If I didn’t restrict myself I would never have made those releases with myself or DJ Plead because I would’ve approached making music with the TSVI sound, you know. It’s nice that I can just tap into this mode now where I can make something different. I also have another project, Paraadiso, with Matteo (Seven Orbits) where we do audio-visual stuff too.

Outside of your own music, Nervous Horizon has been on a really great and consistent run of releases since Henzo’s EP in late 2022.

Yeah, I'm really happy about it. One of the reasons that we’ve put out so much stuff in the last year is that we stopped pressing vinyl for each release. We realised that you don't need to make vinyl for every release, if it’s four or five club tracks people just want to download them from Bandcamp, put them on their USB and play them straight away.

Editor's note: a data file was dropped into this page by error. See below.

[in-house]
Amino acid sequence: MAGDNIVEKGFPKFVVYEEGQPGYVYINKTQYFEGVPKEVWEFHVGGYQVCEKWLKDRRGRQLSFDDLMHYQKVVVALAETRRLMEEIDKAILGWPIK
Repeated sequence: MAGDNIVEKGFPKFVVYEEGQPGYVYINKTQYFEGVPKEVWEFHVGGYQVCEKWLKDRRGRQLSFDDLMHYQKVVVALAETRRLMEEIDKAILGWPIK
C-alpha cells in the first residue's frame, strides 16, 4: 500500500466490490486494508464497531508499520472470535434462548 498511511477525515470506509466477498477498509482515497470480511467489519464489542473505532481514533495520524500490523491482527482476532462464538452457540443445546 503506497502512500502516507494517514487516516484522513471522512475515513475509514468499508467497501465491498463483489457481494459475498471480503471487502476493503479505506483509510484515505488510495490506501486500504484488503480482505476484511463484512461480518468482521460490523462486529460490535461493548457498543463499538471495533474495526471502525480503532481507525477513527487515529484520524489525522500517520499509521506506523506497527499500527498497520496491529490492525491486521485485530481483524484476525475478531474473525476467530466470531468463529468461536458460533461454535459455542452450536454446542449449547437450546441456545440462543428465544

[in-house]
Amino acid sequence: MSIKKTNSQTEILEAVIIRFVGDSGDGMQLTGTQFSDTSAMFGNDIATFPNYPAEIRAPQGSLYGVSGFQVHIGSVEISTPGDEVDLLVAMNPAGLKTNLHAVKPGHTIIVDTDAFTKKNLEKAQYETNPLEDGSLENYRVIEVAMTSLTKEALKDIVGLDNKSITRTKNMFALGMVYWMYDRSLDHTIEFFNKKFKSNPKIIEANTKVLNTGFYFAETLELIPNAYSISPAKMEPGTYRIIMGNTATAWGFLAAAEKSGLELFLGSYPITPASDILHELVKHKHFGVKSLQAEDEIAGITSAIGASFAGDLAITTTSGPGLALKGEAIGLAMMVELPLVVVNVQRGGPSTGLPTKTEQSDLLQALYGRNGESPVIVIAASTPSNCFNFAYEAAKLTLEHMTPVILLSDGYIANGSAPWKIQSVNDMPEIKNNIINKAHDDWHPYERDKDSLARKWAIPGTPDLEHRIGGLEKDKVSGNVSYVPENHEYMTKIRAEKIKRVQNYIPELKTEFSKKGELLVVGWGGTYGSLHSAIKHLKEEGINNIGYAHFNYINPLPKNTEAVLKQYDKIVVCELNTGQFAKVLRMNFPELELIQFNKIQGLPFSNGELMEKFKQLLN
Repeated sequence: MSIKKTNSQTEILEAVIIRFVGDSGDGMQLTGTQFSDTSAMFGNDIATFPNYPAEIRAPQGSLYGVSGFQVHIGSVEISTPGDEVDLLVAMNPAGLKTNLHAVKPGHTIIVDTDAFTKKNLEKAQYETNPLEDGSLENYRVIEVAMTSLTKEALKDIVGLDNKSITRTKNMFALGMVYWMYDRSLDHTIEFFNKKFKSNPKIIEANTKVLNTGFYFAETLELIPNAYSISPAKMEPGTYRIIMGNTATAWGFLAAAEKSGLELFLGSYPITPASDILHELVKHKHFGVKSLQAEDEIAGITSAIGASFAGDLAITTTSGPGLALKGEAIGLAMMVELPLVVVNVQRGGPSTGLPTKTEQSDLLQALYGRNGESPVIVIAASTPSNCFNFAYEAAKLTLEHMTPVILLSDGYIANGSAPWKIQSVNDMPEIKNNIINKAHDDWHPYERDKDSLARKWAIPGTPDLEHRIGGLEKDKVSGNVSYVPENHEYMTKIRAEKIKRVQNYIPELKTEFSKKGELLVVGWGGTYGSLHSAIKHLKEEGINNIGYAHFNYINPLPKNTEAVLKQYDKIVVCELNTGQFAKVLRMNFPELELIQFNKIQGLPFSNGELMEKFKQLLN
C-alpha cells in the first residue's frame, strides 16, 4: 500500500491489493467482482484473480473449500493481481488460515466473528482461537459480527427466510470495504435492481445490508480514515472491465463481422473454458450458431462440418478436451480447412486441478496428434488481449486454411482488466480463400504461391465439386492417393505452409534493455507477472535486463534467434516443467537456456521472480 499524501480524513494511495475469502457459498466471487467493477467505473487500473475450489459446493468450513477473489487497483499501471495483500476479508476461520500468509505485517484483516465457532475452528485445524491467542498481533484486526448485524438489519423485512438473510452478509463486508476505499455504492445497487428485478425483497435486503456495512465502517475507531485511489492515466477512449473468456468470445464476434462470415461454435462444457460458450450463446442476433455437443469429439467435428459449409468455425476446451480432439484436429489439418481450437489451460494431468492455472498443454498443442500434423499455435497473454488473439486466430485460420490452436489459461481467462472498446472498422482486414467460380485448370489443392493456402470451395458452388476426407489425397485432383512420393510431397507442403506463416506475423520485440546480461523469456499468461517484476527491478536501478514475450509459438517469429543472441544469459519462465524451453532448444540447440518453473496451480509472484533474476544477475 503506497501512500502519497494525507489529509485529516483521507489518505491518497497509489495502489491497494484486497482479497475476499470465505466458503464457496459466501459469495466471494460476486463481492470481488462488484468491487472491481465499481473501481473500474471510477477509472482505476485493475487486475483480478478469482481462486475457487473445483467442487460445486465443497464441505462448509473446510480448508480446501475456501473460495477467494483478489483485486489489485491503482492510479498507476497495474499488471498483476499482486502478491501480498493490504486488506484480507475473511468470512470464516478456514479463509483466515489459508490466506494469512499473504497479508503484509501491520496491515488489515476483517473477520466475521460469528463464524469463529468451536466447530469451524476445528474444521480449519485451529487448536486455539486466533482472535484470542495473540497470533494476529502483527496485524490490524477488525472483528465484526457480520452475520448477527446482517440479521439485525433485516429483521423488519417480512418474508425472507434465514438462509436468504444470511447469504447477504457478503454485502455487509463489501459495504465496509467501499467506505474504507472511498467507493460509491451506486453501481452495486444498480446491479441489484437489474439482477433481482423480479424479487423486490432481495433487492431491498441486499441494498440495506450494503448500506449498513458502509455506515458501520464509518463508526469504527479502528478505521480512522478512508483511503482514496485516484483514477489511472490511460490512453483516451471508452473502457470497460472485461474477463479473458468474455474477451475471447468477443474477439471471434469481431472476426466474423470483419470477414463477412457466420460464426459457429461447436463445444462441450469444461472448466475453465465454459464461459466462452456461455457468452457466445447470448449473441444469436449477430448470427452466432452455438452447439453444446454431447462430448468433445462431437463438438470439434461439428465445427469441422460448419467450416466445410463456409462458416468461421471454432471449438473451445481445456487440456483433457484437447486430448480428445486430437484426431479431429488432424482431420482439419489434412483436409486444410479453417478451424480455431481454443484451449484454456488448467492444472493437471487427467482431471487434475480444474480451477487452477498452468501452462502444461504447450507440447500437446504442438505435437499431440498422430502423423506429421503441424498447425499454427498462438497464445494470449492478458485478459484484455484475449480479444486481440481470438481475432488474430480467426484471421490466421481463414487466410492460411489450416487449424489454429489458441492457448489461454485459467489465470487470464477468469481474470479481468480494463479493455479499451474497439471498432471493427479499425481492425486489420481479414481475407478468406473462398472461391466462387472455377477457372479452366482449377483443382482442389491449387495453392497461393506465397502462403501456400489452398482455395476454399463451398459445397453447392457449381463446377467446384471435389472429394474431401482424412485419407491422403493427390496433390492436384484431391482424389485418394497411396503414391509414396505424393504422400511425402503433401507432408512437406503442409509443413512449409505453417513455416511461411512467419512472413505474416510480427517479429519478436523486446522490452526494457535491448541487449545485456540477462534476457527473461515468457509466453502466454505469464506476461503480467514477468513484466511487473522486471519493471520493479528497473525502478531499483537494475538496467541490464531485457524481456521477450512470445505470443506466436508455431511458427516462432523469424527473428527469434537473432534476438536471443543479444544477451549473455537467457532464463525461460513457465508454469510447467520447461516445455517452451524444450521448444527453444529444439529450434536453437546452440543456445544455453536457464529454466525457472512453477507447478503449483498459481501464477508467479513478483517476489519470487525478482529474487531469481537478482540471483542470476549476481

That’s definitely a factor, another one is that a lot of our friends started to make amazing music. My first album inspired Toumba to start making the music he’s making now. That’s crazy! We’ve been chatting for so long about making the ‘Janoob’ EP happen so it was a really nice, full circle moment when it came out. There’s people like him, DJ JM, Siu Mata and others who we’ve been chatting to for quite a while and now everything’s starting to come together. It feels really nice to have a roster full of friends.

Read this next: Toumba is taking Levantine-inspired club music to the next level

Did you see that hipster bass tracklist tweet? There were like three or four Nervous Horizon artists on it!